Last week, we wrote about how a bus company in the Philippines had to discontinue its short-lived honesty payment system after over 30% of passengers had failed to pay fares during the trial period. Green Frog, already a progressive bus company with its hybrid buses and smart card fare collection, determined that an honesty system for fare collection was a bit too progressive for them to handle—and pulled its plug. Some critics were quick to point out that this was a sure signal that we Filipinos were—to be frank—too morally bankrupt for this kind of system to ever succeed in this country, and that we should continue praying for a god of discipline to magically transform our nation. It also led to a lot of unfair judgment passed on public-transit riders, who are often deemed here and abroad to be of lower moral character than people who drive their own cars.
However, this news got me thinking: How should we approach honesty systems for fares? So I did some research on how other cities deal with the issue.
In New York City, new data put out by the city’s Metropolitan Transportation Authority show that the rate of fare evasion by bus passengers is about one in five passengers. This is obviously lower than—but not that much far off from—the figure observed by Green Frog. Another famous example is Berlin, which is one of the world’s major cities where transit fare payment is not automatically validated upon boarding. You buy a ticket anywhere, board either the bus or the train without showing the driver your ticket or scanning it through a turnstile.
It is important to note that Berlin’s system is not an honesty system per se. There is spot-check enforcement by roving officers. If an officer asks you to produce a ticket and you cannot, you are fined €60 on the spot—which may be reduced to €7 if you can prove you own a ticket and just don’t have it at the time. At the fine level of €60, fare-dodging is only worth it if you can ride transit around 20 times before being caught, but still around 18% of Berliners admit to fare-dodging “from time to time,” which is close to New York’s figure and which looks like almost a rule of thumb for these “validation-light” systems.
So, if fare evasion is such a problem around the world, why do some of the biggest cities seemingly allow it to happen? If you claim to lose one-fifth to one-third of your revenue, what advantages are there to make a public transit system validation-free or validation-light? At the end of the day, it’s really all about math.
The most important thing to understand is that ticket validation comes at a cost. It costs money to place ticket gates at stations or on vehicles: It costs money to buy ticket turnstiles, it costs money to buy the land that they occupy, and it costs money to operate and maintain them. It also costs time to validate fare payments. There’s time passengers have to spend in line behind ticket gates while other people are swiping or scanning their tickets. It also costs time when a bus has to wait longer for everyone to validate their tickets before getting onboard. This validation step can add more than 30 seconds every time the bus has to stop—which adds up over the course of the day. You can avoid this by having onboard conductors on every vehicle as we do in the Philippines, but that costs money, too.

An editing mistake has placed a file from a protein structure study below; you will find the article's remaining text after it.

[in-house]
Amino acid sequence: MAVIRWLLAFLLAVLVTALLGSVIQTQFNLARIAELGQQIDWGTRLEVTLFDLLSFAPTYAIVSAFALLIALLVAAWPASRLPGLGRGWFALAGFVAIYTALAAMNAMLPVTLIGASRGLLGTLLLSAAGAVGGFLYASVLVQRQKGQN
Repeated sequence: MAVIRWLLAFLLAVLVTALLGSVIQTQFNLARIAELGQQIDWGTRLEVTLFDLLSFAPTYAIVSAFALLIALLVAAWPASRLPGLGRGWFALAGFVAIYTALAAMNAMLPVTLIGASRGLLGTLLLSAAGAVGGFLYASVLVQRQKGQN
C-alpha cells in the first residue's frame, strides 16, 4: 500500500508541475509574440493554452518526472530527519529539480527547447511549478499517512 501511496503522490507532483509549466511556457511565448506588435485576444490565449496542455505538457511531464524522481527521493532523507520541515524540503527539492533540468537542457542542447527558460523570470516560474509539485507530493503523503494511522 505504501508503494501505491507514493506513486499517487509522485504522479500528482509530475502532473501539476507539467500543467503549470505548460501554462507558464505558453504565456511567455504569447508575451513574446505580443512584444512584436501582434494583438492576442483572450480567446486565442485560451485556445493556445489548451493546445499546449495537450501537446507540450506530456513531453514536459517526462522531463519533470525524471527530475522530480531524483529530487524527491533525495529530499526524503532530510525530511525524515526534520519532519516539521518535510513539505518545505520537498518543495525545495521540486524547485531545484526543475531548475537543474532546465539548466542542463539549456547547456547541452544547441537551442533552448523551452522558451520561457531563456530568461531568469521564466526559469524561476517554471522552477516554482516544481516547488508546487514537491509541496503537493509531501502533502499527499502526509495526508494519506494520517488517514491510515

Think of the basic cost-benefit analysis as something like this: You have to weigh the anticipated losses from fare evasion—let’s say around 20% or 30% of fare revenue—against the costs of heavier validation and enforcement, both in money and economic costs like time. I would not be surprised if this had led some cities to conclude that lighter validation could save money even in the face of some fare evasion, especially in cities that face higher costs.
It seems almost too morally flippant to say that a certain level of fare evasion can be tolerated, as if there were an acceptable level of dishonesty in transit systems. But moral formation is the job of families and schools. Transit agencies should be concerned with designing systems that work well and deliver good value for public money. If looser validation procedures mean that everyone will get a better system, why not think about that?
The cash-based system in the Philippines’ public-utility vehicle industry means that it’s easy for operators to evade taxes
Another difference in cities like NYC and Berlin is that their transit systems are run by monopolies that are big enough to absorb losses from fare evasion, so they survive to enjoy the efficiency gains of light validation. Operators in the Philippines are too small and fragmented to absorb losses at those high rates. But ask anyone in any cash-based industry (especially public-utility vehicles) about “leakage” (employee pilferage of cash collections). These losses are normal and almost tolerated, but why? One reason is that the cash-based system in the PUV industry means that it’s easy for operators to evade taxes. This secret is quite open, and is one reason so many operators resist installing electronic fare collection systems. The losses from cash pilferage don’t exceed what they “save” from tax evasion. How about we get an honesty system for that?
Of course, we like it when people are honest and when they behave well. And in my opinion, the principles of an honesty or validation-light system have potential and should be studied. But before we get to talking about that, we should be talking about more basic ways to improve the system. How about conclusively ending the quota and boundary systems? Or transitioning our transport planning away from car-dependent projects like unnecessary bridges? Or eliminating hidden subsidies for cars, such as parking? Just because an honesty system stumbles doesn’t mean we should give up on it. But it does mean that we have quite a bit of work to do.